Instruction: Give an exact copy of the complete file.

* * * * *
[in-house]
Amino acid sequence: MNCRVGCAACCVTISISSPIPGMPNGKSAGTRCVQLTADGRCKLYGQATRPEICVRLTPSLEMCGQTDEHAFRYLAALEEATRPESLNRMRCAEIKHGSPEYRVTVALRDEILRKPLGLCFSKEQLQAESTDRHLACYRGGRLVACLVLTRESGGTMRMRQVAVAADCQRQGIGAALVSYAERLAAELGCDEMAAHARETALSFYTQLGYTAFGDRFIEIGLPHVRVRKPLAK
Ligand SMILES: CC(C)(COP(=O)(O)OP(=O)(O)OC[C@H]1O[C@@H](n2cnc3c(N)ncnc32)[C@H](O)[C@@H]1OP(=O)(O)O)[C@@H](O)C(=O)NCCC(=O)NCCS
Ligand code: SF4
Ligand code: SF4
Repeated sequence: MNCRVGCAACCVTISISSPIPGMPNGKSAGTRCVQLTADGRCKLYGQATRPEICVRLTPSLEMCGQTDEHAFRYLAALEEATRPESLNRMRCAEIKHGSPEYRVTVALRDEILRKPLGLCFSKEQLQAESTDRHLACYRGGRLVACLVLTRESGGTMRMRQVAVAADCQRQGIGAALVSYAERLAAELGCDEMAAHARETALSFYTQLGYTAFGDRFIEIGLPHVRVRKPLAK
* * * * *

[in-house]
Amino acid sequence: MNCRVGCAACCVTISISSPIPGMPNGKSAGTRCVQLTADGRCKLYGQATRPEICVRLTPSLEMCGQTDEHAFRYLAALEEATRPESLNRMRCAEIKHGSPEYRVTVALRDEILRKPLGLCFSKEQLQAESTDRHLACYRGGRLVACLVLTRESGGTMRMRQVAVAADCQRQGIGAALVSYAERLAAELGCDEMAAHARETALSFYTQLGYTAFGDRFIEIGLPHVRVRKPLAK
Ligand SMILES: CC(C)(COP(=O)(O)OP(=O)(O)OC[C@H]1O[C@@H](n2cnc3c(N)ncnc32)[C@H](O)[C@@H]1OP(=O)(O)O)[C@@H](O)C(=O)NCCC(=O)NCCS
Ligand code: SF4
Ligand code: SF4
Repeated sequence: MNCRVGCAACCVTISISSPIPGMPNGKSAGTRCVQLTADGRCKLYGQATRPEICVRLTPSLEMCGQTDEHAFRYLAALEEATRPESLNRMRCAEIKHGSPEYRVTVALRDEILRKPLGLCFSKEQLQAESTDRHLACYRGGRLVACLVLTRESGGTMRMRQVAVAADCQRQGIGAALVSYAERLAAELGCDEMAAHARETALSFYTQLGYTAFGDRFIEIGLPHVRVRKPLAK